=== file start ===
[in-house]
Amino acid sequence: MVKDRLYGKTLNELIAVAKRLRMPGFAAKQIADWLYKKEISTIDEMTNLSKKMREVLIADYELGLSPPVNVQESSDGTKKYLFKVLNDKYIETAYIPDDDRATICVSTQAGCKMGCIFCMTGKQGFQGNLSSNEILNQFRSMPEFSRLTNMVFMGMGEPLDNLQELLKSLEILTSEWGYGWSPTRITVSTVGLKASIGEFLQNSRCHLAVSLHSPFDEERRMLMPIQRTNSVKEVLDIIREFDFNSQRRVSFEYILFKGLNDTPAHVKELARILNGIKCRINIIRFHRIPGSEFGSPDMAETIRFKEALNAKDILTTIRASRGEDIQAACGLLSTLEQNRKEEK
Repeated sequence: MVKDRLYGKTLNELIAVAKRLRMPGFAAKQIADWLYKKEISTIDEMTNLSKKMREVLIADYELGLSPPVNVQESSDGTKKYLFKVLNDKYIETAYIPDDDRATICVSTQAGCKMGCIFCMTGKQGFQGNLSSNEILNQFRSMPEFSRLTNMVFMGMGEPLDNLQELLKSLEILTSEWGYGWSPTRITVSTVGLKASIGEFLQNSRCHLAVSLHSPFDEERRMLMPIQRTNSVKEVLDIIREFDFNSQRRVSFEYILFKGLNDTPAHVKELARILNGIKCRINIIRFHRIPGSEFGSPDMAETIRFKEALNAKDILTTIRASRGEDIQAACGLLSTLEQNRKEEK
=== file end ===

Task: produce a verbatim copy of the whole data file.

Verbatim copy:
[in-house]
Amino acid sequence: MVKDRLYGKTLNELIAVAKRLRMPGFAAKQIADWLYKKEISTIDEMTNLSKKMREVLIADYELGLSPPVNVQESSDGTKKYLFKVLNDKYIETAYIPDDDRATICVSTQAGCKMGCIFCMTGKQGFQGNLSSNEILNQFRSMPEFSRLTNMVFMGMGEPLDNLQELLKSLEILTSEWGYGWSPTRITVSTVGLKASIGEFLQNSRCHLAVSLHSPFDEERRMLMPIQRTNSVKEVLDIIREFDFNSQRRVSFEYILFKGLNDTPAHVKELARILNGIKCRINIIRFHRIPGSEFGSPDMAETIRFKEALNAKDILTTIRASRGEDIQAACGLLSTLEQNRKEEK
Repeated sequence: MVKDRLYGKTLNELIAVAKRLRMPGFAAKQIADWLYKKEISTIDEMTNLSKKMREVLIADYELGLSPPVNVQESSDGTKKYLFKVLNDKYIETAYIPDDDRATICVSTQAGCKMGCIFCMTGKQGFQGNLSSNEILNQFRSMPEFSRLTNMVFMGMGEPLDNLQELLKSLEILTSEWGYGWSPTRITVSTVGLKASIGEFLQNSRCHLAVSLHSPFDEERRMLMPIQRTNSVKEVLDIIREFDFNSQRRVSFEYILFKGLNDTPAHVKELARILNGIKCRINIIRFHRIPGSEFGSPDMAETIRFKEALNAKDILTTIRASRGEDIQAACGLLSTLEQNRKEEK